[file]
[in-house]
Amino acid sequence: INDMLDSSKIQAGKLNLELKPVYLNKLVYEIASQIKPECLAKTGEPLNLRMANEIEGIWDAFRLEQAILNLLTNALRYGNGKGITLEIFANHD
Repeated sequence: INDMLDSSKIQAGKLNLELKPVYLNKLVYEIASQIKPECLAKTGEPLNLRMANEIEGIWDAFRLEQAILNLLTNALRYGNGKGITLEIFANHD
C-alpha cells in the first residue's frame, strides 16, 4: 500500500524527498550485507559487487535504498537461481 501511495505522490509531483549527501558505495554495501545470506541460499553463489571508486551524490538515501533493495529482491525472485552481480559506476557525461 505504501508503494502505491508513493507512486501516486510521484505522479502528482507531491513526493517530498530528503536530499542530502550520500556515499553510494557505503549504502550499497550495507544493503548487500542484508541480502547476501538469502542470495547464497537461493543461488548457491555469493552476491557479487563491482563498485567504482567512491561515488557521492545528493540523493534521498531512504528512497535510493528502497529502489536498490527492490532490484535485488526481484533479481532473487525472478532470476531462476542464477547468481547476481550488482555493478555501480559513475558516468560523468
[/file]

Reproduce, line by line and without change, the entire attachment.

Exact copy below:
[in-house]
Amino acid sequence: INDMLDSSKIQAGKLNLELKPVYLNKLVYEIASQIKPECLAKTGEPLNLRMANEIEGIWDAFRLEQAILNLLTNALRYGNGKGITLEIFANHD
Repeated sequence: INDMLDSSKIQAGKLNLELKPVYLNKLVYEIASQIKPECLAKTGEPLNLRMANEIEGIWDAFRLEQAILNLLTNALRYGNGKGITLEIFANHD
C-alpha cells in the first residue's frame, strides 16, 4: 500500500524527498550485507559487487535504498537461481 501511495505522490509531483549527501558505495554495501545470506541460499553463489571508486551524490538515501533493495529482491525472485552481480559506476557525461 505504501508503494502505491508513493507512486501516486510521484505522479502528482507531491513526493517530498530528503536530499542530502550520500556515499553510494557505503549504502550499497550495507544493503548487500542484508541480502547476501538469502542470495547464497537461493543461488548457491555469493552476491557479487563491482563498485567504482567512491561515488557521492545528493540523493534521498531512504528512497535510493528502497529502489536498490527492490532490484535485488526481484533479481532473487525472478532470476531462476542464477547468481547476481550488482555493478555501480559513475558516468560523468